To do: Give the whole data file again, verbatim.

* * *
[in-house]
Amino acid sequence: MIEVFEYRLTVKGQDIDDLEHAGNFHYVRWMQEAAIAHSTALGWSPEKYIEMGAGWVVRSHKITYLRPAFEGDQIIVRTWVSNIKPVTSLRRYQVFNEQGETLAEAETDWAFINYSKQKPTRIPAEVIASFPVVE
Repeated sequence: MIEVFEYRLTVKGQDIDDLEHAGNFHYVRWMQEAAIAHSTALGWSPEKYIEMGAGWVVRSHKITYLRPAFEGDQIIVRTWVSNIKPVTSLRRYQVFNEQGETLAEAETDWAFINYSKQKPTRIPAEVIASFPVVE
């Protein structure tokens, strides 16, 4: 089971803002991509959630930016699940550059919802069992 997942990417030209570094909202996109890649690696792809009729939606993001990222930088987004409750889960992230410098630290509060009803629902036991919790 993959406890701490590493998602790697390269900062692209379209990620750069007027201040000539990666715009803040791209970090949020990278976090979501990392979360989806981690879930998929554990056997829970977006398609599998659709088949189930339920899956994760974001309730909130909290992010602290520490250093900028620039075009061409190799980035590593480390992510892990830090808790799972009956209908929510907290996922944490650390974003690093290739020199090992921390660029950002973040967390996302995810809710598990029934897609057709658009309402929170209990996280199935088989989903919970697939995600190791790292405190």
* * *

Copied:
[in-house]
Amino acid sequence: MIEVFEYRLTVKGQDIDDLEHAGNFHYVRWMQEAAIAHSTALGWSPEKYIEMGAGWVVRSHKITYLRPAFEGDQIIVRTWVSNIKPVTSLRRYQVFNEQGETLAEAETDWAFINYSKQKPTRIPAEVIASFPVVE
Repeated sequence: MIEVFEYRLTVKGQDIDDLEHAGNFHYVRWMQEAAIAHSTALGWSPEKYIEMGAGWVVRSHKITYLRPAFEGDQIIVRTWVSNIKPVTSLRRYQVFNEQGETLAEAETDWAFINYSKQKPTRIPAEVIASFPVVE
């Protein structure tokens, strides 16, 4: 089971803002991509959630930016699940550059919802069992 997942990417030209570094909202996109890649690696792809009729939606993001990222930088987004409750889960992230410098630290509060009803629902036991919790 993959406890701490590493998602790697390269900062692209379209990620750069007027201040000539990666715009803040791209970090949020990278976090979501990392979360989806981690879930998929554990056997829970977006398609599998659709088949189930339920899956994760974001309730909130909290992010602290520490250093900028620039075009061409190799980035590593480390992510892990830090808790799972009956209908929510907290996922944490650390974003690093290739020199090992921390660029950002973040967390996302995810809710598990029934897609057709658009309402929170209990996280199935088989989903919970697939995600190791790292405190």